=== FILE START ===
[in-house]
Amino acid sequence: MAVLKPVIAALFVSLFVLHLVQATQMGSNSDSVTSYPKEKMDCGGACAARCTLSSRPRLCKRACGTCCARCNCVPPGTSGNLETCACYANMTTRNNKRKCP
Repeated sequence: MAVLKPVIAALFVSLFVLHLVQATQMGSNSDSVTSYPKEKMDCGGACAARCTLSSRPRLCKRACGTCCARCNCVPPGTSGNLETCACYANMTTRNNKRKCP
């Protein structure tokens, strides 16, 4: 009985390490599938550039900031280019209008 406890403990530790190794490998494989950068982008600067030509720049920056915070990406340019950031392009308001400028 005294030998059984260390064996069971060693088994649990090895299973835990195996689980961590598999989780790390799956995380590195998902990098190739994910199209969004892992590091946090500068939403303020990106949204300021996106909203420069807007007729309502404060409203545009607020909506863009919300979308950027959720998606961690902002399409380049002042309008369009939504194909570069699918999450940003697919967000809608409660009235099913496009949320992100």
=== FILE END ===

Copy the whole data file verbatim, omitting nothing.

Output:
[in-house]
Amino acid sequence: MAVLKPVIAALFVSLFVLHLVQATQMGSNSDSVTSYPKEKMDCGGACAARCTLSSRPRLCKRACGTCCARCNCVPPGTSGNLETCACYANMTTRNNKRKCP
Repeated sequence: MAVLKPVIAALFVSLFVLHLVQATQMGSNSDSVTSYPKEKMDCGGACAARCTLSSRPRLCKRACGTCCARCNCVPPGTSGNLETCACYANMTTRNNKRKCP
């Protein structure tokens, strides 16, 4: 009985390490599938550039900031280019209008 406890403990530790190794490998494989950068982008600067030509720049920056915070990406340019950031392009308001400028 005294030998059984260390064996069971060693088994649990090895299973835990195996689980961590598999989780790390799956995380590195998902990098190739994910199209969004892992590091946090500068939403303020990106949204300021996106909203420069807007007729309502404060409203545009607020909506863009919300979308950027959720998606961690902002399409380049002042309008369009939504194909570069699918999450940003697919967000809608409660009235099913496009949320992100």